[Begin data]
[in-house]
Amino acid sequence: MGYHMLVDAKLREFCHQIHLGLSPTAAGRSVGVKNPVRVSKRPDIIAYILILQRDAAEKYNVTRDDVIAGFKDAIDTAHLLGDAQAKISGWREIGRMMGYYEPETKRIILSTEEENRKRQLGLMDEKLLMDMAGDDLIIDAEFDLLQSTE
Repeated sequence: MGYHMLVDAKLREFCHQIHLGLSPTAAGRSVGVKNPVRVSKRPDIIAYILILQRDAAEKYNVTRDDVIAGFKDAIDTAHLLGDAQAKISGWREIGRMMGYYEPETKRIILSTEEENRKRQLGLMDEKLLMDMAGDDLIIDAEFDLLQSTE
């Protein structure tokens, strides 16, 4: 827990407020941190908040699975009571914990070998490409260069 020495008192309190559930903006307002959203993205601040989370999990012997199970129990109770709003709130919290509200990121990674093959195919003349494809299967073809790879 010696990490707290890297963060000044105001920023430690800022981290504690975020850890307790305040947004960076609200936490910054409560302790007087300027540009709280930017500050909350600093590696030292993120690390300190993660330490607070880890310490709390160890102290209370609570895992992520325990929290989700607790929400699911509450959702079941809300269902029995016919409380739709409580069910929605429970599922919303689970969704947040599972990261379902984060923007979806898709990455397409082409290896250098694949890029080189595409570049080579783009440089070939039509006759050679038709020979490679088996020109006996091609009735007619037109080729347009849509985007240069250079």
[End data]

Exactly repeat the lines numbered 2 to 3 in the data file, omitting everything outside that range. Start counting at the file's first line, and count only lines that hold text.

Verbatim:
Amino acid sequence: MGYHMLVDAKLREFCHQIHLGLSPTAAGRSVGVKNPVRVSKRPDIIAYILILQRDAAEKYNVTRDDVIAGFKDAIDTAHLLGDAQAKISGWREIGRMMGYYEPETKRIILSTEEENRKRQLGLMDEKLLMDMAGDDLIIDAEFDLLQSTE
Repeated sequence: MGYHMLVDAKLREFCHQIHLGLSPTAAGRSVGVKNPVRVSKRPDIIAYILILQRDAAEKYNVTRDDVIAGFKDAIDTAHLLGDAQAKISGWREIGRMMGYYEPETKRIILSTEEENRKRQLGLMDEKLLMDMAGDDLIIDAEFDLLQSTE